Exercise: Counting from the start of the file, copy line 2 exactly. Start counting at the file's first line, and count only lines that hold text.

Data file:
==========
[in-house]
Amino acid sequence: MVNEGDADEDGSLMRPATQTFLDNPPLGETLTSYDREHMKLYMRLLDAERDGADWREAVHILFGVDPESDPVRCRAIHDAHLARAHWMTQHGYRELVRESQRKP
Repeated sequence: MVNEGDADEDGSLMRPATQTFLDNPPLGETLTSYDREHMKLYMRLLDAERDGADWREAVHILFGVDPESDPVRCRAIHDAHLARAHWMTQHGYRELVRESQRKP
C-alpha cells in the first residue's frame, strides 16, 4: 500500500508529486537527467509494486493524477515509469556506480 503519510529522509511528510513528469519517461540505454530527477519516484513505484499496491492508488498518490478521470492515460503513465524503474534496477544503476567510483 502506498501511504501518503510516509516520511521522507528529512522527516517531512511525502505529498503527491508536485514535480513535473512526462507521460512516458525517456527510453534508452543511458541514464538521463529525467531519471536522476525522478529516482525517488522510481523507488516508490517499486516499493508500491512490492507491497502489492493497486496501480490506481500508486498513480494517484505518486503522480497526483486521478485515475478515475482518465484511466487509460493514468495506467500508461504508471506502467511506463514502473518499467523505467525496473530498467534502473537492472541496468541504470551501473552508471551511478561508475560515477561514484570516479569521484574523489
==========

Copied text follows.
Amino acid sequence: MVNEGDADEDGSLMRPATQTFLDNPPLGETLTSYDREHMKLYMRLLDAERDGADWREAVHILFGVDPESDPVRCRAIHDAHLARAHWMTQHGYRELVRESQRKP